This case is to be decided by the law in force when the act of 1898 was passed, regulating the rate of interest; for there is an express provision in said act that it should not apply to contracts made before it went into effect. There are also distinct penalties provided by sections 1390 and 1391 of the Rev. Stat. The penalty for a violation of section 1390 is that neither interest nor costs shall be allowed the plaintiff, but he is restricted to a recovery of the principal. The penalty for a violation of section 1391 is that the person or corporation receiving usurious interest shall, in addition to the forfeiture mentioned in section 1391, forfeit double the interest received in excess of the rate allowed by law. We will first consider whether there was error on the part of the Circuit Judge "in sustaining the special master and in holding that a counter-claim based upon a statutory remedy is in the nature of a penalty and does not survive." A counter-claim cannot be set up when usurious interest is "taken," under section 1390. That is not one of the penalties provided by that section. The Court cannot allow a penalty which is not to be found in the statute. McBroom v. Scottish Co., 153 U.S. 318. We are, therefore, restricted to a consideration of section 1391 in determining this question. The counter-claim can, in no sense, be said to arise ex contractu; on the contrary, it must be classed with those actions arising ex delicto. In the case of Middleton v. Robinson, 1 Bay, 58, the Court says: "The common law gives no remedy to or against executors for torts nor trespasses, c." In order to mitigate the hardship of the common law, the statute, 4 Edw. 3, C. 7 (Rev. Stat., section 2319), was enacted and is as follows: "Executors, in cases of trespass done to their testators, as of the goods and chattels of the same testators carried away in their life, shall have an action against the trespassers, and recover their damages in like manner as they whose executors they are, should have had if they were in life." It will be seen at a glance that this section is not applicable to the present case. In Enc. of Pl. Pr., vol. 5, p. 811, the doctrine is thus stated: "At common law, the death of the plaintiff, in an action to recover a penalty, abated the action, and such is still the general rule in the United States." See, also, Jenkins v. Bennett, 40 S.C. 393; Huff v. Watkins, 20 S.C. 477, and Ford v. Caldwell, 3 Hill, 248. In the case of Zeigler v. Maner, 53 S.C. 115, it was decided that the purchaser of property affected by an usurious contract, did not have the right to interpose the plea of usury, on the ground that such plea is personal to the debtor. If a purchaser of such property cannot set up the defense of usury, even when he paid value for the property, it would seem, for a stronger reason, that mere volunteers would not have the right to avail themselves of that defense. As we have reached the conclusion that the right to set up the counter-claim did not survive, the other questions presented by this exception become merely speculative and need not be considered.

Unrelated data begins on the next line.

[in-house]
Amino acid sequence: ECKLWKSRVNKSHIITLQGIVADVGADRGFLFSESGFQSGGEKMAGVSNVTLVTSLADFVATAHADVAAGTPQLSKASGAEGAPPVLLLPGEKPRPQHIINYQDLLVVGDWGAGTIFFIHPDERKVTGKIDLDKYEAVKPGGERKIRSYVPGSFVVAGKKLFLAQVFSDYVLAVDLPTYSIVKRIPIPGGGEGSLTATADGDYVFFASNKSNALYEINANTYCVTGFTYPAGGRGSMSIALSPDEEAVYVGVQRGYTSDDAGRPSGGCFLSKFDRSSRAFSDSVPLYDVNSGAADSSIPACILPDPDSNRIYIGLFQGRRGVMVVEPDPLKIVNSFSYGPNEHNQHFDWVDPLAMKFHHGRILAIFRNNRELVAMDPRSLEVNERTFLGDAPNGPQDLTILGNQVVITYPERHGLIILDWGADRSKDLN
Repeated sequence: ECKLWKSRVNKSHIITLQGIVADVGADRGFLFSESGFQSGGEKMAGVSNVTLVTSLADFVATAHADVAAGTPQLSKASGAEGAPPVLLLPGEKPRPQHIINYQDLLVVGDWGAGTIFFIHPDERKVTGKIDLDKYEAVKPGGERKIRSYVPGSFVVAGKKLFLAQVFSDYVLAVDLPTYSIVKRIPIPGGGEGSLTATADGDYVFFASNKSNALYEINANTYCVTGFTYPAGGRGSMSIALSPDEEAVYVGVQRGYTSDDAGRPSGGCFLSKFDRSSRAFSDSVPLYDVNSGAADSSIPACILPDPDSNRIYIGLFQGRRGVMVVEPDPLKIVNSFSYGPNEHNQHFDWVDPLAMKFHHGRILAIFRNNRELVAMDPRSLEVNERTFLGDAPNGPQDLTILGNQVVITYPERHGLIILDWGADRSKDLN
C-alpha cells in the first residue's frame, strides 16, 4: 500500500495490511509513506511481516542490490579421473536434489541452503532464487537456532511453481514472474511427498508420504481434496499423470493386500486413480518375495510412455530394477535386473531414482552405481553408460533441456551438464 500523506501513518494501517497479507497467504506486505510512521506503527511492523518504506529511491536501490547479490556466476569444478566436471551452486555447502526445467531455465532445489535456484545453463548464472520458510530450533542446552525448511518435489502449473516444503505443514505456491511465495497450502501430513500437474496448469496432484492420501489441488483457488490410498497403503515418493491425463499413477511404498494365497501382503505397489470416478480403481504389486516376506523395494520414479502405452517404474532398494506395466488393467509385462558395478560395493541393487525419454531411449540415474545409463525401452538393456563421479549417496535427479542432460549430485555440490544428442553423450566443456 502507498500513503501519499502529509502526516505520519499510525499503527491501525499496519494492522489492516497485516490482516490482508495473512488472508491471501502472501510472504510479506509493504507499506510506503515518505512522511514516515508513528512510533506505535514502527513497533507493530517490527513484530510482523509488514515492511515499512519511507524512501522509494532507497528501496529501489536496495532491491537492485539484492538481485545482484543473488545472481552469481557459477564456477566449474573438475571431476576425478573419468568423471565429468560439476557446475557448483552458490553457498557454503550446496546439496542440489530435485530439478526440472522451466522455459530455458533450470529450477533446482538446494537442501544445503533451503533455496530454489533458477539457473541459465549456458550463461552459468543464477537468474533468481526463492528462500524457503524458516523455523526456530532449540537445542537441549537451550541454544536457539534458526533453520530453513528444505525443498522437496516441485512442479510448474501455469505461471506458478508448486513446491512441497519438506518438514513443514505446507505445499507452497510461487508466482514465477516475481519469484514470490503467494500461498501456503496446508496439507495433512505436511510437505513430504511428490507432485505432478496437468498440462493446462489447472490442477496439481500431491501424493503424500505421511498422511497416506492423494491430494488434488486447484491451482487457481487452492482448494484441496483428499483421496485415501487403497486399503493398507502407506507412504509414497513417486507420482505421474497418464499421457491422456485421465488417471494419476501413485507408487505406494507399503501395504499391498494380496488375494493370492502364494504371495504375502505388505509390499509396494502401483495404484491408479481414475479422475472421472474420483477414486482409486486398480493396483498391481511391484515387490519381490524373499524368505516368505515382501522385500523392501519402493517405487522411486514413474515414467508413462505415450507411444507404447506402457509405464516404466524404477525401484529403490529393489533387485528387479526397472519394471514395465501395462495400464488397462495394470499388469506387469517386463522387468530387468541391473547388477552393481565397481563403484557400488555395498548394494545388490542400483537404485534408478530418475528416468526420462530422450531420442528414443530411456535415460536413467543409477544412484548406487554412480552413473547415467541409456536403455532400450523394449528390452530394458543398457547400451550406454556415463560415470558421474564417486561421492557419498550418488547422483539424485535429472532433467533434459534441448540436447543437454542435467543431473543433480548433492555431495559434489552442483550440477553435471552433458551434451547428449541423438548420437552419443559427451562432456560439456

The third, fourth and fifth exceptions are as follows: "III. In not sustaining defendants' third exception to the report of the referee, which was as follows: `3. The referee erred in holding that the five payments of usurious interest of $60 each should not be credited on the note or reduce the amount from $600 to $300.' Wherein it is respectfully submitted that the Circuit Judge erred in sustaining the referee and in not allowing the counter-claim. The error complained of being that defendants' intestate having made five payments of usurious interest of $60 each, these defendants, under a proper construction of sec. 1390 R.S., would be entitled to have credited on the note and mortgage the sum of $300 as counter-claim for usurious interest paid plaintiff. IV. In refusing to sustain defendants' fourth exception to the report of the referee, which was as follows: `4. The referee erred in failing to sustain defendants' counter-claim of double the amount of usurious interest collected.' Wherein it is respectfully submitted the Circuit Judge erred in not holding that, under a proper construction of sec. 1391 R.S., the defendants were entitled to their counter-claim of double the amount of usurious interest collected, the Circuit Judge thereby disallowing defendants' counter-claim of $90. V. In not sustaining the defendants' fifth exception to the report of the referee, which was as follows: `5. The referee erred in holding that there should be a foreclosure of the mortgage herein for the amount of $600, when he should have held that it should be for $180, if not allowing the credit of $100 paid to the attorney and agent of Mrs. Allen.' Wherein it is respectfully submitted that the Circuit Judge erred in sustaining the referee, and in holding that there should be a foreclosure of the mortgage for $600; whereas, it is respectfully submitted he should have held that the foreclosure should be for $180, if not allowing the credit for $100 paid to the attorney or agent of Mrs. Allen. Thereby disallowing defendants' counter-claims for $420." The questions raised by these exceptions are disposed of by what was said in considering the second exception.
The sixth exception is as follows: "6. In not sustaining defendants' sixth exception to the report of the referee, which was as follows: `6. The referee erred in not sustaining the counter-claim of $100 set up by the defendants as having been paid to W.S. Thomason, agent and attorney of Mrs. Allen.' Wherein it is respectfully submitted that the Circuit Judge erred in sustaining the referee, and in not allowing defendants' credit for $100 paid by defendants' intestate to W.S. Thomason, agent and attorney for plaintiff, thereby disallowing defendants' counter-claim of $100." It was incumbent on the appellants to satisfy this Court by the preponderance of evidence that the Circuit Judge erred, as alleged in the exceptions, but they have failed to do so. This exception must likewise be overruled.
It is the judgment of this Court, that the judgment of the Circuit Court be affirmed.